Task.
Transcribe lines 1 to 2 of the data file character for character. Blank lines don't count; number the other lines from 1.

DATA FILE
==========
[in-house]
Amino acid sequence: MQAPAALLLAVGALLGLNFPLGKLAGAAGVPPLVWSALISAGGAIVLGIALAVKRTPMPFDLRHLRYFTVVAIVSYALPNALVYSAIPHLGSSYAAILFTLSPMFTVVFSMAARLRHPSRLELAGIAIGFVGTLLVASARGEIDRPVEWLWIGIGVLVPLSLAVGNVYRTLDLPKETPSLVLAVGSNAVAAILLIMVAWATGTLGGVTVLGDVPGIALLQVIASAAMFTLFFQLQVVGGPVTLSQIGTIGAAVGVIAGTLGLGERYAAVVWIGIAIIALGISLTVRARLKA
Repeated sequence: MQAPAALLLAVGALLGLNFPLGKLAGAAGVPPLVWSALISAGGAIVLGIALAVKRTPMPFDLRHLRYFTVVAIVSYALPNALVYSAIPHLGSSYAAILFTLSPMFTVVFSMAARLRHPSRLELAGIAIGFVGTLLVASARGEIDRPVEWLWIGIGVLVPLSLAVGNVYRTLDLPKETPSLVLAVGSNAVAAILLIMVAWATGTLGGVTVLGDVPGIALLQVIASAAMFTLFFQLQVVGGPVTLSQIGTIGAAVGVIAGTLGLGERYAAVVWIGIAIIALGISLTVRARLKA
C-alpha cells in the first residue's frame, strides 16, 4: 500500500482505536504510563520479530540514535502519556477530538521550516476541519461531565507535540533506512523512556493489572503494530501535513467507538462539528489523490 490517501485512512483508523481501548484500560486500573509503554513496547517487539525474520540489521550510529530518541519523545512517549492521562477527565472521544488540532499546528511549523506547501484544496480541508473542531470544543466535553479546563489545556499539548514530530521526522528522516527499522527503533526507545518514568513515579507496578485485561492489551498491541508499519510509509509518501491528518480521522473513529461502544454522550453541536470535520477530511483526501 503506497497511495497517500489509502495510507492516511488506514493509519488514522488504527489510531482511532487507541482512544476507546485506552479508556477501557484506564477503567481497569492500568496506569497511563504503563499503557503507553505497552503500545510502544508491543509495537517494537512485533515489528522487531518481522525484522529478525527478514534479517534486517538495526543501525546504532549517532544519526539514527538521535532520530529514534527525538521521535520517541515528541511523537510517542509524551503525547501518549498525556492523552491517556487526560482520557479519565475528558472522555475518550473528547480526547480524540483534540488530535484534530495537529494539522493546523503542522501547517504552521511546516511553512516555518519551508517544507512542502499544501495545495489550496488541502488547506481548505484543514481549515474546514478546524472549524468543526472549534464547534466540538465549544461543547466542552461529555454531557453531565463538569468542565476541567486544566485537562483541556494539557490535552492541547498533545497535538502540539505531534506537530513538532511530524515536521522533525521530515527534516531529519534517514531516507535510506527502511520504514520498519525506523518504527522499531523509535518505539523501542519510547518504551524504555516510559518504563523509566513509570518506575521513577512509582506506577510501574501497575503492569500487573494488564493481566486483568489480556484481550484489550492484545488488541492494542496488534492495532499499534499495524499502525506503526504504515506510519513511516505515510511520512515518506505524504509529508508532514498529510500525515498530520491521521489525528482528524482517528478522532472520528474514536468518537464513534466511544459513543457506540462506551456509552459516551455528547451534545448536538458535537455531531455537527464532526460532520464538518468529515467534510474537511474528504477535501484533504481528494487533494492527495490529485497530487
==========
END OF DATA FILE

[in-house]
Amino acid sequence: MQAPAALLLAVGALLGLNFPLGKLAGAAGVPPLVWSALISAGGAIVLGIALAVKRTPMPFDLRHLRYFTVVAIVSYALPNALVYSAIPHLGSSYAAILFTLSPMFTVVFSMAARLRHPSRLELAGIAIGFVGTLLVASARGEIDRPVEWLWIGIGVLVPLSLAVGNVYRTLDLPKETPSLVLAVGSNAVAAILLIMVAWATGTLGGVTVLGDVPGIALLQVIASAAMFTLFFQLQVVGGPVTLSQIGTIGAAVGVIAGTLGLGERYAAVVWIGIAIIALGISLTVRARLKA